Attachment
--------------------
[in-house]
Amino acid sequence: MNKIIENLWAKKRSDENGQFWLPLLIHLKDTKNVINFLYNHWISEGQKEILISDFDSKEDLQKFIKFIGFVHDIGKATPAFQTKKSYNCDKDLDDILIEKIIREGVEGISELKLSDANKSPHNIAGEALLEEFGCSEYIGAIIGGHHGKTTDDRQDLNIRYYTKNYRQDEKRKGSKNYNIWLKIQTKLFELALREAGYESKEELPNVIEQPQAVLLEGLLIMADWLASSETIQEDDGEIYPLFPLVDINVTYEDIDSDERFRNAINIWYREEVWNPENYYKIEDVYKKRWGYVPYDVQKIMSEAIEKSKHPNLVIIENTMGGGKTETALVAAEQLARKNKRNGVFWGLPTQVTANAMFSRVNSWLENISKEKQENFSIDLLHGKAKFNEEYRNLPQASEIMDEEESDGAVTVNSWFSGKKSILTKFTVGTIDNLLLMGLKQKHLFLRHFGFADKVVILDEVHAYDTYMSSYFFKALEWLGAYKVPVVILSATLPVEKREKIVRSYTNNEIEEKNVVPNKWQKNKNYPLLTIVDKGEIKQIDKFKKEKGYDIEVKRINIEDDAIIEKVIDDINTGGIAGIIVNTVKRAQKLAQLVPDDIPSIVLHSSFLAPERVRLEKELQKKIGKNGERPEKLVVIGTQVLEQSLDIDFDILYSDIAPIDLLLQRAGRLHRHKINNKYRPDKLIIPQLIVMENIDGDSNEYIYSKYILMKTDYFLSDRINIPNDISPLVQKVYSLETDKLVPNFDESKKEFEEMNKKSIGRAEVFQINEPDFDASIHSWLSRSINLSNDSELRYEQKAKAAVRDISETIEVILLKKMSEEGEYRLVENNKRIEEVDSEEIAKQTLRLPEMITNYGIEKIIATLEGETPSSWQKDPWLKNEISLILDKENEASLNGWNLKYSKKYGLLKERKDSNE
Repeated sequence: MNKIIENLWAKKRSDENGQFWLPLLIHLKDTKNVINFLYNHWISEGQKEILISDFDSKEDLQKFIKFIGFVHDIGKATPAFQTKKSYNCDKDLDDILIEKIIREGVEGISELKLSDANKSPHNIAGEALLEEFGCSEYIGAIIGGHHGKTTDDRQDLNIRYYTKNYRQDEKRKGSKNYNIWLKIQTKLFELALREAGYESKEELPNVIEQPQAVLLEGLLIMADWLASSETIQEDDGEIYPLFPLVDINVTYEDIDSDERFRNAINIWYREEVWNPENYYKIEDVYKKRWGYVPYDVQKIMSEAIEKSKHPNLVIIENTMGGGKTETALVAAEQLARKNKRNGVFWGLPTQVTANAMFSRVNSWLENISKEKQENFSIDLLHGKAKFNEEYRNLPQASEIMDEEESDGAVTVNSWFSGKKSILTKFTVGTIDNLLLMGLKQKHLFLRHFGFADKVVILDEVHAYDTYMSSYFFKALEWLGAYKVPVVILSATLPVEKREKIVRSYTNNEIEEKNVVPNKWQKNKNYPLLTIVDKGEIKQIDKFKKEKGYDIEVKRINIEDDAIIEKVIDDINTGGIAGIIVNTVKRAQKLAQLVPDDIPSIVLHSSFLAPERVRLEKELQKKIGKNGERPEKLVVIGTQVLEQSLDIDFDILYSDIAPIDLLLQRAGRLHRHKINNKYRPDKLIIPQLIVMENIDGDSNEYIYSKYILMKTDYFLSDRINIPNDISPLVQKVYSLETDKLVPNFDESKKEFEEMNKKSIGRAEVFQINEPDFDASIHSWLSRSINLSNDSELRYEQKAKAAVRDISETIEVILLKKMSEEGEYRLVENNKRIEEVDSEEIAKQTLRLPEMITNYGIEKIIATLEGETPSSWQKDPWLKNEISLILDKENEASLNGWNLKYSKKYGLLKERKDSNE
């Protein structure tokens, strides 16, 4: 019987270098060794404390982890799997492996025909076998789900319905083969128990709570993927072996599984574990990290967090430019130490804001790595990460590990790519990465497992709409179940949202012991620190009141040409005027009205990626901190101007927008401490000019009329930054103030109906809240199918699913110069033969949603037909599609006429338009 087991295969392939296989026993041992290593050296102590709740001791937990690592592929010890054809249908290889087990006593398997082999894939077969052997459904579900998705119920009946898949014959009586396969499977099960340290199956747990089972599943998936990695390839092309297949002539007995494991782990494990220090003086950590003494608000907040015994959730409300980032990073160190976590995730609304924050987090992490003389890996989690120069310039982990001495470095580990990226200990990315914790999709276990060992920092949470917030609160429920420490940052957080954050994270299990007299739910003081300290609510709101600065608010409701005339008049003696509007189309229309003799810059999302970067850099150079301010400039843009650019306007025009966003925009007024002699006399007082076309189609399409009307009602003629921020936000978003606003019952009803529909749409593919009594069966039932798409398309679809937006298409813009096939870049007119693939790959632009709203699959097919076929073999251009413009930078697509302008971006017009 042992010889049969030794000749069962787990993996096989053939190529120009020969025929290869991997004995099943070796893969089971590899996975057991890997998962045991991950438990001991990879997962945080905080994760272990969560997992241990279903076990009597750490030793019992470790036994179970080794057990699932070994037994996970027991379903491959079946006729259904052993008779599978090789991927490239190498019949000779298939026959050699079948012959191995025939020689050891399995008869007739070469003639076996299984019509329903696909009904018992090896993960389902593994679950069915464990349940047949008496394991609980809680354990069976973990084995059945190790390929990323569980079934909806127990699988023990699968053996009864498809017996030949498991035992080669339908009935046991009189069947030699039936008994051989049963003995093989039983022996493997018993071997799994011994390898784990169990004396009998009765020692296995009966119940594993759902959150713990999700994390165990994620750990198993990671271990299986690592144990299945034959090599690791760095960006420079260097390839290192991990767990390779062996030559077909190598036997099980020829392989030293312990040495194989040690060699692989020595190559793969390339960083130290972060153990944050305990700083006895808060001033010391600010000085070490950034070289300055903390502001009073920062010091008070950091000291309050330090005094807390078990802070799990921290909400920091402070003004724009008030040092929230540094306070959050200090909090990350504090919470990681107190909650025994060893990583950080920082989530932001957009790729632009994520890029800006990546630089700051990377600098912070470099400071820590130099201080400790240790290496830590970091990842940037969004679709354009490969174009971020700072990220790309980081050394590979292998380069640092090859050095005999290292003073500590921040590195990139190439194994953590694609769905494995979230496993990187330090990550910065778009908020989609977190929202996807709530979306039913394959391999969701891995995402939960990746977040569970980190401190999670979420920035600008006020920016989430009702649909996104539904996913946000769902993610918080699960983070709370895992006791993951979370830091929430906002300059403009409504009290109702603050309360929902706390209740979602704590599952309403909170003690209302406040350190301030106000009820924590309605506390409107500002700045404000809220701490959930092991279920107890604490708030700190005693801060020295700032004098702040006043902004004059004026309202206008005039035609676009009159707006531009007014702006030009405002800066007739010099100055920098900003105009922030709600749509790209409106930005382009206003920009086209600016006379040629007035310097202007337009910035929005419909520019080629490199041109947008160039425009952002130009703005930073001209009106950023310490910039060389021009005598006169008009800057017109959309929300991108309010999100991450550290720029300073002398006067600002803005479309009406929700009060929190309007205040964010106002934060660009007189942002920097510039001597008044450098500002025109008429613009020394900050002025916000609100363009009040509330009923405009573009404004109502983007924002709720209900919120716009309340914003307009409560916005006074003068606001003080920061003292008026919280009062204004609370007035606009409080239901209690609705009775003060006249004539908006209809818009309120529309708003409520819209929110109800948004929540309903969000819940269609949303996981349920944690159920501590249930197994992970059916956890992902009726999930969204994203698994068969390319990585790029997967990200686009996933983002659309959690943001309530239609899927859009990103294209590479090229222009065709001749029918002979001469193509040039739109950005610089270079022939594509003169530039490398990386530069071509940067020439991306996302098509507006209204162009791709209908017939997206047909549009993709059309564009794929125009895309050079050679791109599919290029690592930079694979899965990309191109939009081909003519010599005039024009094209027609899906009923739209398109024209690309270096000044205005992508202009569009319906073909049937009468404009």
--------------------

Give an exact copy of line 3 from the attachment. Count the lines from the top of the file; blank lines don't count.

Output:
Repeated sequence: MNKIIENLWAKKRSDENGQFWLPLLIHLKDTKNVINFLYNHWISEGQKEILISDFDSKEDLQKFIKFIGFVHDIGKATPAFQTKKSYNCDKDLDDILIEKIIREGVEGISELKLSDANKSPHNIAGEALLEEFGCSEYIGAIIGGHHGKTTDDRQDLNIRYYTKNYRQDEKRKGSKNYNIWLKIQTKLFELALREAGYESKEELPNVIEQPQAVLLEGLLIMADWLASSETIQEDDGEIYPLFPLVDINVTYEDIDSDERFRNAINIWYREEVWNPENYYKIEDVYKKRWGYVPYDVQKIMSEAIEKSKHPNLVIIENTMGGGKTETALVAAEQLARKNKRNGVFWGLPTQVTANAMFSRVNSWLENISKEKQENFSIDLLHGKAKFNEEYRNLPQASEIMDEEESDGAVTVNSWFSGKKSILTKFTVGTIDNLLLMGLKQKHLFLRHFGFADKVVILDEVHAYDTYMSSYFFKALEWLGAYKVPVVILSATLPVEKREKIVRSYTNNEIEEKNVVPNKWQKNKNYPLLTIVDKGEIKQIDKFKKEKGYDIEVKRINIEDDAIIEKVIDDINTGGIAGIIVNTVKRAQKLAQLVPDDIPSIVLHSSFLAPERVRLEKELQKKIGKNGERPEKLVVIGTQVLEQSLDIDFDILYSDIAPIDLLLQRAGRLHRHKINNKYRPDKLIIPQLIVMENIDGDSNEYIYSKYILMKTDYFLSDRINIPNDISPLVQKVYSLETDKLVPNFDESKKEFEEMNKKSIGRAEVFQINEPDFDASIHSWLSRSINLSNDSELRYEQKAKAAVRDISETIEVILLKKMSEEGEYRLVENNKRIEEVDSEEIAKQTLRLPEMITNYGIEKIIATLEGETPSSWQKDPWLKNEISLILDKENEASLNGWNLKYSKKYGLLKERKDSNE